《Today I begin a new life》
Today I shed my old skin which hath, too long, suffered the bruises offailure and the wounds of mediority.
Today I am born anew and my birthplace is a vineyard where there is fruitfor all.
Today I will pluck grapes of wisdom from the tallest and fullest vines inthe vineyard,for these were planted by the wisest of my profession who have comebefore me,generation upon generation.
Today I will savor the taste of grapes from these vines and verily I willswallow the seed of success buried in each and new life will sprout withinme.
The career I have chosen is laden with opportunity yet it is fraught withheartbreak and despair and the bodies of those who have failed, were they piledone atop another, would cast a shadow down upon all the pyramids of theearth.
Yet I will not fail, as the others, for in my hands I now hold the chartswhich will guide through perilous waters to shores which only yesterday seemedbut a dream.
Failure no longer will be my payment for struggle. Just as nature made noprovision for my body to tolerate pain neither has it made any provision for mylife to suffer failure. Failure, like pain, is alien to my life. In the past Iaccepted it as I accepted pain. Now I reject it and I am prepared for wisdom andprinciples which will guide me out of the shadows into the sunlight of wealth,position, and happiness far beyond my most extravagant dreams until even thegolden apples in the Garden of Hesperides will seem no more than my justreward.
Time teaches all things to him who lives forever but I have not the luxuryof eternity. Yet within my allotted time I must practice the art of patience fornature acts never in haste. To create the olive, king of all trees, a hundredyears is required. An onion plant is old in nine weeks. I have lived as an onionplant. It has not pleased me. Now I wouldst become the greatest of olive treesand, in truth, the greatest of salesman.
And how will this be accomplished? For I have neither the knowledge nor theexperience to achieve the greatness and already I have stumbled in ignorance andfallen into pools of self-pity. The answer is simple. I will commence my journeyunencumbered with either the weight of unnecessary knowledge or the handicap ofmeaningless experience. Nature already has supplied me with knowledge andinstinct far greater than any beast in the forest and the value of experience isoverrated, usually by old men who nod wisely and speak stupidly.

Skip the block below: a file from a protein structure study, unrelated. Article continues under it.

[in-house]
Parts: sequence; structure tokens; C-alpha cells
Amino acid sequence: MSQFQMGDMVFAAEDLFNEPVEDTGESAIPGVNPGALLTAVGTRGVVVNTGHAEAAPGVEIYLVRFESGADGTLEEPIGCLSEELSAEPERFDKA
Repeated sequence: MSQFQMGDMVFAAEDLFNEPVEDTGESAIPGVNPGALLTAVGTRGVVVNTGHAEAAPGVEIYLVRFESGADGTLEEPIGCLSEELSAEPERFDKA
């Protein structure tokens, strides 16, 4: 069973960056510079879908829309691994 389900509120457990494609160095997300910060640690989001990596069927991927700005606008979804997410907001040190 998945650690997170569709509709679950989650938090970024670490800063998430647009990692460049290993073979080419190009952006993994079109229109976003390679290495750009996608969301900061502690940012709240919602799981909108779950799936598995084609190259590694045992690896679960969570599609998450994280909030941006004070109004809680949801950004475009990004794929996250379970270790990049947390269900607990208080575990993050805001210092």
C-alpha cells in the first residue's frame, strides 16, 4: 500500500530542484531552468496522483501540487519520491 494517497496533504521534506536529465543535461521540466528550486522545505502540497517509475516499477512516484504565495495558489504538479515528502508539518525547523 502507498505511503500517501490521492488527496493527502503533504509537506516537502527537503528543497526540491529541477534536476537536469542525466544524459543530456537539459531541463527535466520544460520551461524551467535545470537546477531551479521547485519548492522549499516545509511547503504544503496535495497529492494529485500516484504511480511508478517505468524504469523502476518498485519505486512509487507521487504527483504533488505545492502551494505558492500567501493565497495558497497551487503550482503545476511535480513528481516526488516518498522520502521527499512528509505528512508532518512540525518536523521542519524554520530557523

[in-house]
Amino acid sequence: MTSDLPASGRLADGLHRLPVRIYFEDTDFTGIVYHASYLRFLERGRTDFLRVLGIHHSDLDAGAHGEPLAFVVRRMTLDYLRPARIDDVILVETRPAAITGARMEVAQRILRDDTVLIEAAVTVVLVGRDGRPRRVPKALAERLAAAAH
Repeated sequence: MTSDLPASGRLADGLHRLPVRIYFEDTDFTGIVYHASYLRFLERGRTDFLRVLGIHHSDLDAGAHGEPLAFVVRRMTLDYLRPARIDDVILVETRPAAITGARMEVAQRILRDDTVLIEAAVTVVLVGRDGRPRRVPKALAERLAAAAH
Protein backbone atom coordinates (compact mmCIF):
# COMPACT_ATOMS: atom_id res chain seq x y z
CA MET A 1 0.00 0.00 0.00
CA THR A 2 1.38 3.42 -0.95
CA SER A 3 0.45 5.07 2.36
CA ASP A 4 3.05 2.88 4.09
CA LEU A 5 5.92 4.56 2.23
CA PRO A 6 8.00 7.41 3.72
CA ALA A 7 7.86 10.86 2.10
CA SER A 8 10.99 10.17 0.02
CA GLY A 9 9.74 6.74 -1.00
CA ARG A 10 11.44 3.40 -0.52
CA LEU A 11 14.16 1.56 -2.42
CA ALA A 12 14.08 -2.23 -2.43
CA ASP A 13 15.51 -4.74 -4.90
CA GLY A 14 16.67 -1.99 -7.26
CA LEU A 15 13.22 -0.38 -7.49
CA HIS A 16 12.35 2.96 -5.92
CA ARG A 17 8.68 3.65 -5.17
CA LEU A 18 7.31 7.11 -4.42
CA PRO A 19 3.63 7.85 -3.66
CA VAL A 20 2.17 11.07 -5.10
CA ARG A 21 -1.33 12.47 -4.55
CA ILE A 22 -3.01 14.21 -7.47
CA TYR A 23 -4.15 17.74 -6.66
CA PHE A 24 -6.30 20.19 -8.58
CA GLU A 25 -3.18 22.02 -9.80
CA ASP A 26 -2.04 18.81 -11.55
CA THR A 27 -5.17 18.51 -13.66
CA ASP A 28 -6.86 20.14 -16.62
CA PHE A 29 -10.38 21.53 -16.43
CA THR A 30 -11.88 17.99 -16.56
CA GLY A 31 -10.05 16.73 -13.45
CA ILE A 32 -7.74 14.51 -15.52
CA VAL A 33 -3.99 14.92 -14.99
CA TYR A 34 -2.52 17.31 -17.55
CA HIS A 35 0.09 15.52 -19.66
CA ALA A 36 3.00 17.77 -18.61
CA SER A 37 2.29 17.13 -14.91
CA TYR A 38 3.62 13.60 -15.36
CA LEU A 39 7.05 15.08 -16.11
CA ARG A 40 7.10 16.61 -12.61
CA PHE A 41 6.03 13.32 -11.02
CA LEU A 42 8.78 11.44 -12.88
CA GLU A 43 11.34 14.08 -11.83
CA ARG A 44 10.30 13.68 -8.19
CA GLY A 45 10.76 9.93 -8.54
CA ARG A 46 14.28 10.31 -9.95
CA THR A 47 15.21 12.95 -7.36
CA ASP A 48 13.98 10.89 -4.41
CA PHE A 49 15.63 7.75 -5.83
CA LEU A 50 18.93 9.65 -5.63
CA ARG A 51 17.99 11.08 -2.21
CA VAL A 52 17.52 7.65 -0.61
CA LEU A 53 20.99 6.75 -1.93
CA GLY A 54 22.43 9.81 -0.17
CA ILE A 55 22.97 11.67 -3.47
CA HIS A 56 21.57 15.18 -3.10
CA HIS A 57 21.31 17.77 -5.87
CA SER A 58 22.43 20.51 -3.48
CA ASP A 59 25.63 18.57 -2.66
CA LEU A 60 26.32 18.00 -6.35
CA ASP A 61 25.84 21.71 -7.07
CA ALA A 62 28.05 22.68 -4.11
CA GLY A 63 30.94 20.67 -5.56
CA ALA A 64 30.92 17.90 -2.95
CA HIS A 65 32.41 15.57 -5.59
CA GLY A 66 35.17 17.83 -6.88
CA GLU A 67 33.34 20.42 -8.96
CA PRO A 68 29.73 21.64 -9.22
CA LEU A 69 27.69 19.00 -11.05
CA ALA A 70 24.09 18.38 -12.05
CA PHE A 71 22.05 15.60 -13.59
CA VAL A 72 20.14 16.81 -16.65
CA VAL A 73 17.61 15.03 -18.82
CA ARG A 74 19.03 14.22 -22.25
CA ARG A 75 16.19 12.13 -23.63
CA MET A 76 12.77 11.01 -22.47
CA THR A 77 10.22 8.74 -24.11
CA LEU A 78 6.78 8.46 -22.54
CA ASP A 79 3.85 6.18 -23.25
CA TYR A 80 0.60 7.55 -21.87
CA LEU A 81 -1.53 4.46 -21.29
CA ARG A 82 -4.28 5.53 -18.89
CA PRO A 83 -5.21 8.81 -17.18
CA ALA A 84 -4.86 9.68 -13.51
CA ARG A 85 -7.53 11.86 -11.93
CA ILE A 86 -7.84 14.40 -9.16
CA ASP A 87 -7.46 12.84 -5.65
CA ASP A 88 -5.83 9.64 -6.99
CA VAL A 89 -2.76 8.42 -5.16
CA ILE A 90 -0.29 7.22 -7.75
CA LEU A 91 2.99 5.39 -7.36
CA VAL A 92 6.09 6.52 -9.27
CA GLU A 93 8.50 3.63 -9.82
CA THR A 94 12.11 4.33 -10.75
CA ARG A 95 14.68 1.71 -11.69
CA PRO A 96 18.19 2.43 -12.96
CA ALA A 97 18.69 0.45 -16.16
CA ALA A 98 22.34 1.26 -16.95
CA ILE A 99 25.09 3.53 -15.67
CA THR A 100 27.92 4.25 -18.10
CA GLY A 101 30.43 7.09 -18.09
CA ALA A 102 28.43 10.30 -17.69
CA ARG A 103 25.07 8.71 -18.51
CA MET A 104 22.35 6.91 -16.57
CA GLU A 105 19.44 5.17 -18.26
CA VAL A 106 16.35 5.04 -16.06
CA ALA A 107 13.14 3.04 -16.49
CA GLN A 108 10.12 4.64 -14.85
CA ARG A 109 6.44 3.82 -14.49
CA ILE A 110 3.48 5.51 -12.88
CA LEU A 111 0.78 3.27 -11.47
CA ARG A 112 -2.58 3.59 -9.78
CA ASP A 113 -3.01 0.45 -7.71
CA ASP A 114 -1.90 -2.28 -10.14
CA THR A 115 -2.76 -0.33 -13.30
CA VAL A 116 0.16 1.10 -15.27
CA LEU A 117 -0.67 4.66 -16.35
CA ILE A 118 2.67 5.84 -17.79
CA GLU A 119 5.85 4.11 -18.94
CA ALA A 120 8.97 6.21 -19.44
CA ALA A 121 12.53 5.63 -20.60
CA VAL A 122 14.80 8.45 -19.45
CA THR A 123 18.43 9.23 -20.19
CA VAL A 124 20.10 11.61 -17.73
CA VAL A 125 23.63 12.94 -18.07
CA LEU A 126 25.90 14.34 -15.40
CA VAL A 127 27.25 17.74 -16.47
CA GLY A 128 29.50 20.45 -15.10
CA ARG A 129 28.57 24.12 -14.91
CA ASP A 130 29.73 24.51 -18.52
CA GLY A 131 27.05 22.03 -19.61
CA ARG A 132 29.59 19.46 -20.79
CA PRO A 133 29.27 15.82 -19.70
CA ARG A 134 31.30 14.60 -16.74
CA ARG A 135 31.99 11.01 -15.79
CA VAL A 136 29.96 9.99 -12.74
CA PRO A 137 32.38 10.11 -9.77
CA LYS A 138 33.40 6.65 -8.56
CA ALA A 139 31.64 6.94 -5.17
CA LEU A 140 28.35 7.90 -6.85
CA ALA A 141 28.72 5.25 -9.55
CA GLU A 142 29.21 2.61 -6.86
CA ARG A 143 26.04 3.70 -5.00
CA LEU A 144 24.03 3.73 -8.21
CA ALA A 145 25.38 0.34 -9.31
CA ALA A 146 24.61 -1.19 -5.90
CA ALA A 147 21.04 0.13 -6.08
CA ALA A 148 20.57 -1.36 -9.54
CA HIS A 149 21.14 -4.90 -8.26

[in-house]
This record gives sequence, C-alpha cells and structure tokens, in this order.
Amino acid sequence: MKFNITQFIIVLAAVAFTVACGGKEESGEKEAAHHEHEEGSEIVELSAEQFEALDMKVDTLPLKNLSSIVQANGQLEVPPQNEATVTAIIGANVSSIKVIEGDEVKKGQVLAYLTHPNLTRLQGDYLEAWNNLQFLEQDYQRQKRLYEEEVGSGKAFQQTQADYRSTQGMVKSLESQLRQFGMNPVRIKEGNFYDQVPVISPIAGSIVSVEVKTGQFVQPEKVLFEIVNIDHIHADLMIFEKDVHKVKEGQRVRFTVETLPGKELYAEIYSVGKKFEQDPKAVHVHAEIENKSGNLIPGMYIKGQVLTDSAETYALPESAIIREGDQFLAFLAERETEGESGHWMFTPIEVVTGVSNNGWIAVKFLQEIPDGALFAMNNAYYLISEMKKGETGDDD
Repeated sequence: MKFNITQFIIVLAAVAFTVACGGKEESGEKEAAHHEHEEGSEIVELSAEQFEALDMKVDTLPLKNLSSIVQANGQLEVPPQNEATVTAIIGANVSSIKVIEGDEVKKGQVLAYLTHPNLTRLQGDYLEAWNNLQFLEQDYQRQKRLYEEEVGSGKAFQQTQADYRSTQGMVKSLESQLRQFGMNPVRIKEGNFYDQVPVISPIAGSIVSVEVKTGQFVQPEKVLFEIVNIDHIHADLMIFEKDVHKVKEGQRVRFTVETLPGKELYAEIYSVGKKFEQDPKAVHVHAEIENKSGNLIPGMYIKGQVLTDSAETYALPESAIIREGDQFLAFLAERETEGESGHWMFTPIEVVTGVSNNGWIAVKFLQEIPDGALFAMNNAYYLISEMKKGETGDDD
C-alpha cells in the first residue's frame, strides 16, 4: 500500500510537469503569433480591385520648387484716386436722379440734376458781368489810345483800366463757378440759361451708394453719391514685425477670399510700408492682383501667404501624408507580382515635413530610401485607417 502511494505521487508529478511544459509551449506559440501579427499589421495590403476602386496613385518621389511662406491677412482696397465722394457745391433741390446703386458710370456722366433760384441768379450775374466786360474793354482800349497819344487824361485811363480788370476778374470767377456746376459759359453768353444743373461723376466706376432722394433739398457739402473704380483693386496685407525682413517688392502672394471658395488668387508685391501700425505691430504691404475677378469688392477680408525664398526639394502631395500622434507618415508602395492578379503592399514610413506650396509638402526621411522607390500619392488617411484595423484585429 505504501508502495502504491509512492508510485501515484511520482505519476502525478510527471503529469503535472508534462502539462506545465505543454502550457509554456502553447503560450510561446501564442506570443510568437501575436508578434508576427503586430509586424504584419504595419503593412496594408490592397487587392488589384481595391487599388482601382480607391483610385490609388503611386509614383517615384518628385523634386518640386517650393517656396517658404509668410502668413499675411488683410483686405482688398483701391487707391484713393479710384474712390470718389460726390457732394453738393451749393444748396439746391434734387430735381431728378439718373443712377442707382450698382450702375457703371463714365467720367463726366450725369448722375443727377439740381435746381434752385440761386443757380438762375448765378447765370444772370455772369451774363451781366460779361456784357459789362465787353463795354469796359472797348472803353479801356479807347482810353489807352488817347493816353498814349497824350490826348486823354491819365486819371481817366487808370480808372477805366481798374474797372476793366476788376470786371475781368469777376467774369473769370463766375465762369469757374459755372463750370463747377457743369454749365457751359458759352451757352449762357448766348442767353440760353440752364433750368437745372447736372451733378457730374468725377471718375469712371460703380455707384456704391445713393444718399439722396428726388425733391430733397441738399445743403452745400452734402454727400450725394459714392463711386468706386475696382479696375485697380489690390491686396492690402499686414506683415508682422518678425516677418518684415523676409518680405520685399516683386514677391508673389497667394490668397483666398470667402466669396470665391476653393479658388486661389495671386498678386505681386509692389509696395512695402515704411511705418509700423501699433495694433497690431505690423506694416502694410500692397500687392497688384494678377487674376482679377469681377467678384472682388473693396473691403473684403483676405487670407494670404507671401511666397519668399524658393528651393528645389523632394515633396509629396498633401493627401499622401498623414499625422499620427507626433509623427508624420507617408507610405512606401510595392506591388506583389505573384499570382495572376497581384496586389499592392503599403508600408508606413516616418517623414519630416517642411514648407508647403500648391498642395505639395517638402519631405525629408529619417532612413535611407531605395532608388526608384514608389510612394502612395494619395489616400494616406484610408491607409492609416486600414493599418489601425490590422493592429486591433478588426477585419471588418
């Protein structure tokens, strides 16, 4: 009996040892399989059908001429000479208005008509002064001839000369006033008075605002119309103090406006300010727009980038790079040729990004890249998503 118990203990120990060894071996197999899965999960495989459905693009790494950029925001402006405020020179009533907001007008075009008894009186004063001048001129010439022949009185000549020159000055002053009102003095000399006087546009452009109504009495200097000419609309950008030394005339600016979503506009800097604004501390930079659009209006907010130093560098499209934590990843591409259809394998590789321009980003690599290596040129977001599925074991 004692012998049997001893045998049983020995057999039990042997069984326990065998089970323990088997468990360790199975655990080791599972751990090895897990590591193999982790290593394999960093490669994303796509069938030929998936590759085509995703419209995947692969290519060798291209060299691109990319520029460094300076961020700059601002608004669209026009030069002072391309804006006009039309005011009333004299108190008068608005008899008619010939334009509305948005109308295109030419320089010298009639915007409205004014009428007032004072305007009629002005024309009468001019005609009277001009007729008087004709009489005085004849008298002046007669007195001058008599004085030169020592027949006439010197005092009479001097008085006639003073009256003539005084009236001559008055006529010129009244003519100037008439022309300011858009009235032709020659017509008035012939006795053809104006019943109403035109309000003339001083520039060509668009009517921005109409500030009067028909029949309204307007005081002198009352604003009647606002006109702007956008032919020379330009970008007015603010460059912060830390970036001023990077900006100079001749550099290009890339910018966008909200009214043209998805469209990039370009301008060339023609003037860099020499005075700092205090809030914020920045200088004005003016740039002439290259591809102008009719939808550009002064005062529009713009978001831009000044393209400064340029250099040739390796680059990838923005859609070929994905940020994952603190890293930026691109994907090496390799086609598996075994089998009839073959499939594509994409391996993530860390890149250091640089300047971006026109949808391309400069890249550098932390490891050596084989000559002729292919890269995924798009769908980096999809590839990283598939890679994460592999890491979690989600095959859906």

In truth, experience teaches thoroughly yet her course of instructiondevours men's years so the value of her lessons diminishes with the timenecessary to acquire her special wisdom. The end finds it wasted on dead men.Furthermore, experience is comparable to fashion; an action that provedsuccessful today will be unworkable and impractical tomorrow.
Only principles endure and these I now possess, for the laws that will leadme to greatness are contained in the words of these scrolls. What they willteach me is more to prevent failure than to gain success, for what is successother than a state of mind? Which two, among a thouand wise men, will definesuccess in the same words; yet failure is always described but one way. Failureis man's inability to reach his goals in life, whatever they may be.
In truth, the only difference between those who have failed and those whohave successed lies in the difference of their habits. Good habits are the keyto all success. Bad habits are the unlocked door to failure. Thus, the first lawI will obey, which precedeth all others is --I will form good habits and becometheir slave.